John Lee is a hired gun who must pay a debt to Asian crime boss Terence Wei. His final mission is to travel to Manhattan to kill the 7-year-old son of the cop responsible for the death of Wei’s son during a drug buy. However, Lee develops a conscious and cannot pull the trigger on the child. He knows this will make him a target and that his mother and sister in Shanghai are living on borrowed time. Trying to return to China, Lee enlists the aid of master forger Meg Coburn to construct a phony passport. But before the job is done, Wei’s trigger men attack and Lee and Coburn begin their long flight, pursued through New York City.
A little over a week ago, actor Chow Yun-Fat celebrated his 58th birthday. And looking back on his career, like many American film fans at the time as other Asian stars like Jackie Chan, Michelle Yeoh and Jet Li were crossing over, I never heard of Chow until the release of the 1998 action film from Columbia Pictures, THE REPLACEMENT KILLERS. At this stage I was already wondering about other films outside of Hollywood–and to think all I needed to do was take a few steps further into the Asian cinema section of the video store (when those still existed) and look up what was in it.
Anyway, being a young, carefree film fan, I had already seen films like HARD TARGET with Jean-Claude Van Damme and BROKEN ARROW with John Travolta and Christian Slater. But it never really occurred to me to know who the director was. And that was when Chow started making headlines in the weeks leading up to the release of The Replacement Killers, showing a classic screenshot of Chow’s previous film with actor Daniel Lee in the critically acclaimed 1989 Hong Kong action thriller, THE KILLER (pictured left).
Chow Yun-Fat delivers theatrical intensity and passion to the role of “John Lee”, a killer for hire-turned-avenging assassin who redefines his moral code when he chooses not to pull the trigger for his client, “Terence Wei”, a vindictive and begrudged crimeboss out for blood, played by veteran Hong Kong actor Kenneth Tsang. I also really enjoy the chemistry and comradery he shares with actress Mira Sorvino who plays “Meg Coburn”, a forger of illegal documents who could care less about what seasoned detective “Stan Zedkov” thinks until she unwittingly gets caught in the crossfire and becomes a target of the same men John is trying to avoid–the same men who are after Zedkov’s seven year old son.
Another of the more memorable scenes in the film also stands out with actor Clifton Collins Jr., who plays “Loco”, a slick, trash-talking gangbanger who hilariously fails to try and kick it with Meg when the two meet, and also, evidently, manages to come through for our two heroes when the chips are down, showcasing one of my favorite scenes as John and Meg confront Loco in front of his own crew for snitching on them in an earlier scene. John and Meg have nothing to lose as all guns are drawn and John stands their winking his aiming eye at point-blank range, ready to shoot anyone and not giving a you-know-what.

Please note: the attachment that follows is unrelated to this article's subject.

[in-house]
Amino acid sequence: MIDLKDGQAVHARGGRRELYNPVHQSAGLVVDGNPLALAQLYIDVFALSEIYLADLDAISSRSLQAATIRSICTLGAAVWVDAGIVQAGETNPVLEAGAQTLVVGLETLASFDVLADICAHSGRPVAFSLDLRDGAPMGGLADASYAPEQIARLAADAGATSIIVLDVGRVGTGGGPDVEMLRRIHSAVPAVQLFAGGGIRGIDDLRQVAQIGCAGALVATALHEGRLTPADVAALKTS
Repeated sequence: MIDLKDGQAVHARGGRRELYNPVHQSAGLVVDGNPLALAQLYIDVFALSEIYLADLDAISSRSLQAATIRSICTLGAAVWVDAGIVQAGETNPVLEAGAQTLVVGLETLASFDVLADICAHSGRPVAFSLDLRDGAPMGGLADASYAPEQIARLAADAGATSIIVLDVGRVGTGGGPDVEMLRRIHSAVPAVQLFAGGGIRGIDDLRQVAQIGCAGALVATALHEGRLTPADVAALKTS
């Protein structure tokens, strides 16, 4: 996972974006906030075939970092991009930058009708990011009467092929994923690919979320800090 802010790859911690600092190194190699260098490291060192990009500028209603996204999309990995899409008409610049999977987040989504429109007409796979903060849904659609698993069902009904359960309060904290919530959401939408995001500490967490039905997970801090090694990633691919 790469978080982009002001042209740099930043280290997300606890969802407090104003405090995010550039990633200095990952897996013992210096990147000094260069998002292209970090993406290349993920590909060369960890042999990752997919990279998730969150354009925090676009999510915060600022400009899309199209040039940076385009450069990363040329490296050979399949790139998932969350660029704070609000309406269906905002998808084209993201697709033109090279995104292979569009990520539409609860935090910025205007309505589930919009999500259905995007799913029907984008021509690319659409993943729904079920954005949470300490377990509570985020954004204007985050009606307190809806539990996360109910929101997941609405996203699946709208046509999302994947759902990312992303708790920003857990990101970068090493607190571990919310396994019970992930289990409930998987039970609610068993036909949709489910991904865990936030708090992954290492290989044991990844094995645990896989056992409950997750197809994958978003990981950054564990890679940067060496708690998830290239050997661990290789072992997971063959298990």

You can litterally cut the tension with a knife…of course, there were no knives here, lol. So…. yeah.
Yes, despite the fact that the film flopped in theaters, I still enjoy watching it. It is tons of fun for any action fan and stands as one of the best action films of the 1990s, an era that cultuvated me in my teens, and shaped me as an action fan to this day. Without The Replacement Killers, some filmmakers and actors wouldn’t have had a reference to work with in creating some of their own content in the years to come. It’s films like this that have further shaped the way action films were made in Hollywood, and abroad. Some would call that influence. And while somecritical thinkers might look at this article and see it as some sort of nostalgic fan-rant about the 90s and a movie they probably didn’t like, then…well, thank you for reading! 😀
THE REPLACEMENT KILLERS also stars Michael Rooker, Jürgen Prochnow, Til Schweiger, Danny Trejo and Carlos Gomez. You can find on DVD and BluRay at Amazon, Barnes & Nobles, Google Movies & TV or wherever movies are sold or streamed.
Native New Yorker. Lover of all things pizza, chocolate, pets, and good friends. Karaoke hero. Left of center. Survivor. Fond supporter of cult, obscure and independent cinema - especially fond of Asian movies and global action cinema. Author of the bi-weekly Hit List. Founder and editor of Film Combat Syndicate. Still, very much, only human.